Because of its heritage status, Fort Selwyn is in many ways
“untouchable”, making it very difficult for artists and photographers
to interrupt and intervene in its history and identity. Heritage holds
history hostage to forms of forgetting.
In 2013, Anthea Moys used Fort Selwyn and the downhill slope of
Gunfire Hill to re-enact not a South African battle but rather one that
took place near Edinburgh in Scotland in 1745. It was SABRE (South
African Battle Re-enactments), with guns and canons, collectively
representing the English, vs Anthea Moys, alone with her bagpipes,
representing the Scottish rebels. As part of the inaugural Standard
Bank Young Artist Award for Performance Art, questions of
authenticity were at the heart of the absurdity of what Moys’ was reenacting, and re-acting to.
In many ways Cedric’s project is about similar, albeit more serious,
questions of “authenticity” – its conception, constitution, circulation,
While Cedric’s practice is commonly associated with Blood Relatives,
a deeply sustained portrait project on the descendants of the Dunn
family in KwaZulu-Natal, his shift of focus to the Eastern Cape is not
altogether un-connected in that one side of his family arrived in the
Eastern Cape with the 1820 Settlers. But more importantly for him it
rests in a personal question about the effects of history:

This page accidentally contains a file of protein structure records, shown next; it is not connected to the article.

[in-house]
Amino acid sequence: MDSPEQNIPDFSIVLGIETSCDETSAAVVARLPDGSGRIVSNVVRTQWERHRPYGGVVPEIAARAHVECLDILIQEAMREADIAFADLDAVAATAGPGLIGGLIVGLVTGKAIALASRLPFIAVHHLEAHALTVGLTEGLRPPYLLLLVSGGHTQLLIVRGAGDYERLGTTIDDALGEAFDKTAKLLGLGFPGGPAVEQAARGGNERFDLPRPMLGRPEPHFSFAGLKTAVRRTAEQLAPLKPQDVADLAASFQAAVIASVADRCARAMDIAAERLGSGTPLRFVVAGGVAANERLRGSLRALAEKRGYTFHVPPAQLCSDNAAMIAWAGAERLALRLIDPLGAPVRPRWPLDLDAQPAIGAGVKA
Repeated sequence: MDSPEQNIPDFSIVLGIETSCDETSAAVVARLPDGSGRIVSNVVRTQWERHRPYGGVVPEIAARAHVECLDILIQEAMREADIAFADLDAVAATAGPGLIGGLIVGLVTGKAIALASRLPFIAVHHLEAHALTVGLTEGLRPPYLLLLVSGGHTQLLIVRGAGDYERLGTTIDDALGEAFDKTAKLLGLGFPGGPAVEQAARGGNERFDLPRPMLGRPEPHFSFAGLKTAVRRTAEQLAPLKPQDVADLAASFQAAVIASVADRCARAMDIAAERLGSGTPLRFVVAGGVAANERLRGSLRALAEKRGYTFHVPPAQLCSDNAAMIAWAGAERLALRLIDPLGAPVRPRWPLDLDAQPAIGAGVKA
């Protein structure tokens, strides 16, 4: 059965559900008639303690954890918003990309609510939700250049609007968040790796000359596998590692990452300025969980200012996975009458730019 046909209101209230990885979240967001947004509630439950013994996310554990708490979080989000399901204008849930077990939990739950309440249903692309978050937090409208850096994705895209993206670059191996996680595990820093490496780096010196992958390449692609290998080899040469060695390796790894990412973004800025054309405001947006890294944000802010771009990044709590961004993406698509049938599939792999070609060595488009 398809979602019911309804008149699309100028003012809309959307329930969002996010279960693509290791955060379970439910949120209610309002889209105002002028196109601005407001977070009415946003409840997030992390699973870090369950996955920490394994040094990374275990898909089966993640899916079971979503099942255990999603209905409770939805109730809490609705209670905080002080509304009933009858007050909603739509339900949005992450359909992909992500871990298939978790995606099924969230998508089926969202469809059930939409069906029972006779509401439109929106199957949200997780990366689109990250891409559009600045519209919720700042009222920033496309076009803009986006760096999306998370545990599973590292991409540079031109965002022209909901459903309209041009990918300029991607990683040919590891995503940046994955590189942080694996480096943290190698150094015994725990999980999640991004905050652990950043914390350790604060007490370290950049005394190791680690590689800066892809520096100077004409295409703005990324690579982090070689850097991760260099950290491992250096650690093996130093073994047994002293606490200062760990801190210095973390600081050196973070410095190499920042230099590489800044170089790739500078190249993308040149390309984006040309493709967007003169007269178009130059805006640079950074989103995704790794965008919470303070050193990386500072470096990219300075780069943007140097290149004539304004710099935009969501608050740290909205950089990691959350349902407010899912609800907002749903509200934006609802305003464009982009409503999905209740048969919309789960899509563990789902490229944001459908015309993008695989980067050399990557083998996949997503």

I’m not from the Eastern Cape, but I am from South Africa, and I am deeply
affected by the history of this region. In terms of subservience, the effect of
losing the Frontier Wars was far greater than losing the Boer War.3
Perhaps in consciousness to photography, as a mode of storytelling,
Cedric deflects any notion of telling anything complete, preferring
instead that his exhibition invites other, and further, navigations of
the turned over, and overturned histories of victors and vanquished.
Unsurprisingly, the landscape is the focal point of this exhibition. And
it is difficult to speak about landscape without invoking, or being
made to invoke “land”– occupied, desired, defended, lost and won.
Also unsurprisingly, this is not the end of Cedric’s journey into
“aftermath”. Unsettled is the first of what will eventually be three
connected bodies of work. Produced out of historical order, the
second will focus on the 150 years of conflict between Khoi and San
peoples, and Dutch settlers, and the third on slavery in South Africa.
The chief of the Ndlambe people in the Eastern Cape sent his
anointed historian to open Cedric’s exhibition in Grahamstown. It’s a
hard act to follow, so I’m going to reach for and rely on a quote from
one of Cedric’s influences in thinking through this project – Eduardo
Galeano is a Uruguayan journalist and novelist whose work has been
so preoccupied with questions of memory, and whose words are so
important to questions of aftermath, visibilities, distance,
authenticity, and storytelling:
Blatant colonialism mutilates you without pretense: it forbids you to talk, it
forbids you to exist. Invisible colonialism, however, convinces you that … it’s
not possible to speak, not possible to act, not possible to exist.4
3 Personal communication with Cedric Nunn, 10 March 2015.
4 Eduardo Galeano. 1989. The Book of Embraces. New York: WW Norton, 159.
Looking deep into time, Cedric’s photographs render visible that veil of
It gives me great pleasure to declare this exhibition open.